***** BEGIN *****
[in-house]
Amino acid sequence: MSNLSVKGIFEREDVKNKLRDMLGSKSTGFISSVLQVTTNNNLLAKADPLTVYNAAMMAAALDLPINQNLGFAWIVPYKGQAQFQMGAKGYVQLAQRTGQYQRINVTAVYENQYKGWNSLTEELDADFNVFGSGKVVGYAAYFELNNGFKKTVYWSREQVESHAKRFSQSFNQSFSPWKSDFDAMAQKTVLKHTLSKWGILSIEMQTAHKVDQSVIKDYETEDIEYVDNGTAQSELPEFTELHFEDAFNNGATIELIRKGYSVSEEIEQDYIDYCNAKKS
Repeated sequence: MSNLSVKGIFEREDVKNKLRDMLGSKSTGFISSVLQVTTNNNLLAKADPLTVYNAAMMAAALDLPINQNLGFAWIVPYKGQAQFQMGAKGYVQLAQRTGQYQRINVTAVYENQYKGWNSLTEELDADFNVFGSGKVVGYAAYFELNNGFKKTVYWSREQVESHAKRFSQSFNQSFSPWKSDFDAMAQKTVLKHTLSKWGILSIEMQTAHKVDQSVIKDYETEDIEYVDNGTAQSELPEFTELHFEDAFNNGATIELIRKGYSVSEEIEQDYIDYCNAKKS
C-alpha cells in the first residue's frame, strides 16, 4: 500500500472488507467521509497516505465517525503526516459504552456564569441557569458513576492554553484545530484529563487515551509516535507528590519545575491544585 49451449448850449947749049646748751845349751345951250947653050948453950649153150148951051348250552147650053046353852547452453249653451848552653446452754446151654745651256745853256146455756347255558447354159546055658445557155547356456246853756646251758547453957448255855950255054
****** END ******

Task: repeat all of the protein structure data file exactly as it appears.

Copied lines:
[in-house]
Amino acid sequence: MSNLSVKGIFEREDVKNKLRDMLGSKSTGFISSVLQVTTNNNLLAKADPLTVYNAAMMAAALDLPINQNLGFAWIVPYKGQAQFQMGAKGYVQLAQRTGQYQRINVTAVYENQYKGWNSLTEELDADFNVFGSGKVVGYAAYFELNNGFKKTVYWSREQVESHAKRFSQSFNQSFSPWKSDFDAMAQKTVLKHTLSKWGILSIEMQTAHKVDQSVIKDYETEDIEYVDNGTAQSELPEFTELHFEDAFNNGATIELIRKGYSVSEEIEQDYIDYCNAKKS
Repeated sequence: MSNLSVKGIFEREDVKNKLRDMLGSKSTGFISSVLQVTTNNNLLAKADPLTVYNAAMMAAALDLPINQNLGFAWIVPYKGQAQFQMGAKGYVQLAQRTGQYQRINVTAVYENQYKGWNSLTEELDADFNVFGSGKVVGYAAYFELNNGFKKTVYWSREQVESHAKRFSQSFNQSFSPWKSDFDAMAQKTVLKHTLSKWGILSIEMQTAHKVDQSVIKDYETEDIEYVDNGTAQSELPEFTELHFEDAFNNGATIELIRKGYSVSEEIEQDYIDYCNAKKS
C-alpha cells in the first residue's frame, strides 16, 4: 500500500472488507467521509497516505465517525503526516459504552456564569441557569458513576492554553484545530484529563487515551509516535507528590519545575491544585 49451449448850449947749049646748751845349751345951250947653050948453950649153150148951051348250552147650053046353852547452453249653451848552653446452754446151654745651256745853256146455756347255558447354159546055658445557155547356456246853756646251758547453957448255855950255054